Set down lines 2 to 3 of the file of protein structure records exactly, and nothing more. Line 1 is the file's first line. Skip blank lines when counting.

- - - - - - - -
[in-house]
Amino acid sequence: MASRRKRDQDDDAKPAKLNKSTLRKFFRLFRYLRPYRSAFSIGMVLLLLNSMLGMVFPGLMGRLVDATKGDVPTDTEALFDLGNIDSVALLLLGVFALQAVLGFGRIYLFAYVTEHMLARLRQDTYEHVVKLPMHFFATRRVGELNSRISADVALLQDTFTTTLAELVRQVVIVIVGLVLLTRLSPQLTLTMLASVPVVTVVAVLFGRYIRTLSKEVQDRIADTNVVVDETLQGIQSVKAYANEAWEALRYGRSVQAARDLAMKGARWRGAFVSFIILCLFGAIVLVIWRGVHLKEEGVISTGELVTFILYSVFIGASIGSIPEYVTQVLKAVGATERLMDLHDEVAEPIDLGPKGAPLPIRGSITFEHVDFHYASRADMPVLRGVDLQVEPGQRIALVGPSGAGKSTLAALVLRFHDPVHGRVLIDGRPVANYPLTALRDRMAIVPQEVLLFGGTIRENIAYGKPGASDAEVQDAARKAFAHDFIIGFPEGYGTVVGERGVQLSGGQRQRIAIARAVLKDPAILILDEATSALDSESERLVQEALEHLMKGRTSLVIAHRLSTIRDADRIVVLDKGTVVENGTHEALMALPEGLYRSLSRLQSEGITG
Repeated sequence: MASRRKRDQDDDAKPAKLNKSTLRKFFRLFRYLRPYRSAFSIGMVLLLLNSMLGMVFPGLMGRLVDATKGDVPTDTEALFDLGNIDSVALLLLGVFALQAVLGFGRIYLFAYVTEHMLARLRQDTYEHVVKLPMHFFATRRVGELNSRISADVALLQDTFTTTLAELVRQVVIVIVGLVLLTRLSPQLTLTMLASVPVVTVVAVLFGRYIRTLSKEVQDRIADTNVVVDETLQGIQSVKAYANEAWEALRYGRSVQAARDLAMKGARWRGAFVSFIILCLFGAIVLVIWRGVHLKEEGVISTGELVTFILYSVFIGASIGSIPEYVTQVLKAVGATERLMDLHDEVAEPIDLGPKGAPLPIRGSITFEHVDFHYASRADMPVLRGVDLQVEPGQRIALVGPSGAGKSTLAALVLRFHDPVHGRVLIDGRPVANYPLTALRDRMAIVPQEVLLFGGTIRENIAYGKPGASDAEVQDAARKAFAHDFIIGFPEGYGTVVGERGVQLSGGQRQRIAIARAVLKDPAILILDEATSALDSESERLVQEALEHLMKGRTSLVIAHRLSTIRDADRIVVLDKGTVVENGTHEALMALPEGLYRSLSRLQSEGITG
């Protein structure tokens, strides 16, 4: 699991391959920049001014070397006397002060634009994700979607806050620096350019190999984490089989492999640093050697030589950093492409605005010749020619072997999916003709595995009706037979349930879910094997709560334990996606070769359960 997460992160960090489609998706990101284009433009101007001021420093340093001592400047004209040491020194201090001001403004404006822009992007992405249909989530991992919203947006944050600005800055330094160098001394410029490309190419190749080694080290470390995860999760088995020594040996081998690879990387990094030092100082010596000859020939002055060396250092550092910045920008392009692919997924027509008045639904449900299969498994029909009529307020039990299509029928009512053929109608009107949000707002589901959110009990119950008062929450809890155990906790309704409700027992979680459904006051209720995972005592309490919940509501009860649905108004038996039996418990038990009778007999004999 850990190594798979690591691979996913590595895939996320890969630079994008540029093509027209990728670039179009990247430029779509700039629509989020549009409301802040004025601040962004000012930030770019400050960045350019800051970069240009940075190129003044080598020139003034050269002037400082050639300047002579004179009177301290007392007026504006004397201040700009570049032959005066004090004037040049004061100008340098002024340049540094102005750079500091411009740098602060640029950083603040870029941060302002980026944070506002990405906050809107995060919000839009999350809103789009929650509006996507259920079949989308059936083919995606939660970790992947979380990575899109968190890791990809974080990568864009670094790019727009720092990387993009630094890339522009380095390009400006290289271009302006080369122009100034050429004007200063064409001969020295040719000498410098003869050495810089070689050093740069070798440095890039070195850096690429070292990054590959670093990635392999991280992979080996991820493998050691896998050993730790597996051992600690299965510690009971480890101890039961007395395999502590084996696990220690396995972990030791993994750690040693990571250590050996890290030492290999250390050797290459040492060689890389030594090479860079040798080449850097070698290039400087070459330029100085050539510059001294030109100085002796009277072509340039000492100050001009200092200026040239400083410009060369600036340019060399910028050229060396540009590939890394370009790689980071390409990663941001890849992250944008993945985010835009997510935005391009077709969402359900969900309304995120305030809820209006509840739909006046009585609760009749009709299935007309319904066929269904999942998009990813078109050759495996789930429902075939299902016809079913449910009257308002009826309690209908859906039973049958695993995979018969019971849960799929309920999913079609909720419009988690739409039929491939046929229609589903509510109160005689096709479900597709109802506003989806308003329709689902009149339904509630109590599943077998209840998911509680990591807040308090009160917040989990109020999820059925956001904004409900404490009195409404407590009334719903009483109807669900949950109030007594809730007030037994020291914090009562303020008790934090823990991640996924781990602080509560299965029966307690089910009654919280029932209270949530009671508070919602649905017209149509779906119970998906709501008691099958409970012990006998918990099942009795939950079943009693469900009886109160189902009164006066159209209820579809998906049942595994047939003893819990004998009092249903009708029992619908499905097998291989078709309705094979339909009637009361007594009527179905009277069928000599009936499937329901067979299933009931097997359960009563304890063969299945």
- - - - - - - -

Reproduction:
Amino acid sequence: MASRRKRDQDDDAKPAKLNKSTLRKFFRLFRYLRPYRSAFSIGMVLLLLNSMLGMVFPGLMGRLVDATKGDVPTDTEALFDLGNIDSVALLLLGVFALQAVLGFGRIYLFAYVTEHMLARLRQDTYEHVVKLPMHFFATRRVGELNSRISADVALLQDTFTTTLAELVRQVVIVIVGLVLLTRLSPQLTLTMLASVPVVTVVAVLFGRYIRTLSKEVQDRIADTNVVVDETLQGIQSVKAYANEAWEALRYGRSVQAARDLAMKGARWRGAFVSFIILCLFGAIVLVIWRGVHLKEEGVISTGELVTFILYSVFIGASIGSIPEYVTQVLKAVGATERLMDLHDEVAEPIDLGPKGAPLPIRGSITFEHVDFHYASRADMPVLRGVDLQVEPGQRIALVGPSGAGKSTLAALVLRFHDPVHGRVLIDGRPVANYPLTALRDRMAIVPQEVLLFGGTIRENIAYGKPGASDAEVQDAARKAFAHDFIIGFPEGYGTVVGERGVQLSGGQRQRIAIARAVLKDPAILILDEATSALDSESERLVQEALEHLMKGRTSLVIAHRLSTIRDADRIVVLDKGTVVENGTHEALMALPEGLYRSLSRLQSEGITG
Repeated sequence: MASRRKRDQDDDAKPAKLNKSTLRKFFRLFRYLRPYRSAFSIGMVLLLLNSMLGMVFPGLMGRLVDATKGDVPTDTEALFDLGNIDSVALLLLGVFALQAVLGFGRIYLFAYVTEHMLARLRQDTYEHVVKLPMHFFATRRVGELNSRISADVALLQDTFTTTLAELVRQVVIVIVGLVLLTRLSPQLTLTMLASVPVVTVVAVLFGRYIRTLSKEVQDRIADTNVVVDETLQGIQSVKAYANEAWEALRYGRSVQAARDLAMKGARWRGAFVSFIILCLFGAIVLVIWRGVHLKEEGVISTGELVTFILYSVFIGASIGSIPEYVTQVLKAVGATERLMDLHDEVAEPIDLGPKGAPLPIRGSITFEHVDFHYASRADMPVLRGVDLQVEPGQRIALVGPSGAGKSTLAALVLRFHDPVHGRVLIDGRPVANYPLTALRDRMAIVPQEVLLFGGTIRENIAYGKPGASDAEVQDAARKAFAHDFIIGFPEGYGTVVGERGVQLSGGQRQRIAIARAVLKDPAILILDEATSALDSESERLVQEALEHLMKGRTSLVIAHRLSTIRDADRIVVLDKGTVVENGTHEALMALPEGLYRSLSRLQSEGITG